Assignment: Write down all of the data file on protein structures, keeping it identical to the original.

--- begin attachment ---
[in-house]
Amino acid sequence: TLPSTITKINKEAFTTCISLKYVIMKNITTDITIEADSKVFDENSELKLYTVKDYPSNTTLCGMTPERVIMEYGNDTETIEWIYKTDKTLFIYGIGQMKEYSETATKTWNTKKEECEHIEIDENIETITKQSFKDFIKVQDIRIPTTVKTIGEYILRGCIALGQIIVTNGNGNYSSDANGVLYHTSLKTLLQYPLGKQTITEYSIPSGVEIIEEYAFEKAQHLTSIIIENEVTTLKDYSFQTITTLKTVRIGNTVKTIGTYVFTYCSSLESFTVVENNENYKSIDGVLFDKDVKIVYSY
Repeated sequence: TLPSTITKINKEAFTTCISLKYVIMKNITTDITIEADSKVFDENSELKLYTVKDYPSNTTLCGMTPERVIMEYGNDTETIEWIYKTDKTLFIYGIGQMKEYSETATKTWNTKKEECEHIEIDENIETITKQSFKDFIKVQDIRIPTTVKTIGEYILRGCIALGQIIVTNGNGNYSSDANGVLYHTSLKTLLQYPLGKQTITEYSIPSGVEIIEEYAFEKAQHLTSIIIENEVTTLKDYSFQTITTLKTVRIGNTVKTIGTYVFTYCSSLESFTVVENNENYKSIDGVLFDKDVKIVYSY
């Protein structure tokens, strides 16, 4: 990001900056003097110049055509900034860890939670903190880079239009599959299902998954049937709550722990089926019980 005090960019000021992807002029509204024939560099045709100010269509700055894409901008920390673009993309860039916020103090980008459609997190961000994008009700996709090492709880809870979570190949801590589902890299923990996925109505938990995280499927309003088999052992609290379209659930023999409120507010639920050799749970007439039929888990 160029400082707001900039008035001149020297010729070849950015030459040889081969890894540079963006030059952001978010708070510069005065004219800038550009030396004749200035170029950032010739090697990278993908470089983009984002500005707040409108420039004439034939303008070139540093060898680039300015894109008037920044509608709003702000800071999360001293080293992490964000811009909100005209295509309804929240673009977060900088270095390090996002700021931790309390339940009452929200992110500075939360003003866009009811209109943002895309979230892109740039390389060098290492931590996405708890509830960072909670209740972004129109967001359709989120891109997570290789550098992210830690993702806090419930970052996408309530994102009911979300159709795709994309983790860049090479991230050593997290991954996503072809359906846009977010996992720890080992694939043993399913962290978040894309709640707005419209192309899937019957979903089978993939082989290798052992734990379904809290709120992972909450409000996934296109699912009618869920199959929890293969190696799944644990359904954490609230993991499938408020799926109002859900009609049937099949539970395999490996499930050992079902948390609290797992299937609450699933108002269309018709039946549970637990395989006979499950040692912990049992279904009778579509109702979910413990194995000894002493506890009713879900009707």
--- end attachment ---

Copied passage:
[in-house]
Amino acid sequence: TLPSTITKINKEAFTTCISLKYVIMKNITTDITIEADSKVFDENSELKLYTVKDYPSNTTLCGMTPERVIMEYGNDTETIEWIYKTDKTLFIYGIGQMKEYSETATKTWNTKKEECEHIEIDENIETITKQSFKDFIKVQDIRIPTTVKTIGEYILRGCIALGQIIVTNGNGNYSSDANGVLYHTSLKTLLQYPLGKQTITEYSIPSGVEIIEEYAFEKAQHLTSIIIENEVTTLKDYSFQTITTLKTVRIGNTVKTIGTYVFTYCSSLESFTVVENNENYKSIDGVLFDKDVKIVYSY
Repeated sequence: TLPSTITKINKEAFTTCISLKYVIMKNITTDITIEADSKVFDENSELKLYTVKDYPSNTTLCGMTPERVIMEYGNDTETIEWIYKTDKTLFIYGIGQMKEYSETATKTWNTKKEECEHIEIDENIETITKQSFKDFIKVQDIRIPTTVKTIGEYILRGCIALGQIIVTNGNGNYSSDANGVLYHTSLKTLLQYPLGKQTITEYSIPSGVEIIEEYAFEKAQHLTSIIIENEVTTLKDYSFQTITTLKTVRIGNTVKTIGTYVFTYCSSLESFTVVENNENYKSIDGVLFDKDVKIVYSY
């Protein structure tokens, strides 16, 4: 990001900056003097110049055509900034860890939670903190880079239009599959299902998954049937709550722990089926019980 005090960019000021992807002029509204024939560099045709100010269509700055894409901008920390673009993309860039916020103090980008459609997190961000994008009700996709090492709880809870979570190949801590589902890299923990996925109505938990995280499927309003088999052992609290379209659930023999409120507010639920050799749970007439039929888990 160029400082707001900039008035001149020297010729070849950015030459040889081969890894540079963006030059952001978010708070510069005065004219800038550009030396004749200035170029950032010739090697990278993908470089983009984002500005707040409108420039004439034939303008070139540093060898680039300015894109008037920044509608709003702000800071999360001293080293992490964000811009909100005209295509309804929240673009977060900088270095390090996002700021931790309390339940009452929200992110500075939360003003866009009811209109943002895309979230892109740039390389060098290492931590996405708890509830960072909670209740972004129109967001359709989120891109997570290789550098992210830690993702806090419930970052996408309530994102009911979300159709795709994309983790860049090479991230050593997290991954996503072809359906846009977010996992720890080992694939043993399913962290978040894309709640707005419209192309899937019957979903089978993939082989290798052992734990379904809290709120992972909450409000996934296109699912009618869920199959929890293969190696799944644990359904954490609230993991499938408020799926109002859900009609049937099949539970395999490996499930050992079902948390609290797992299937609450699933108002269309018709039946549970637990395989006979499950040692912990049992279904009778579509109702979910413990194995000894002493506890009713879900009707």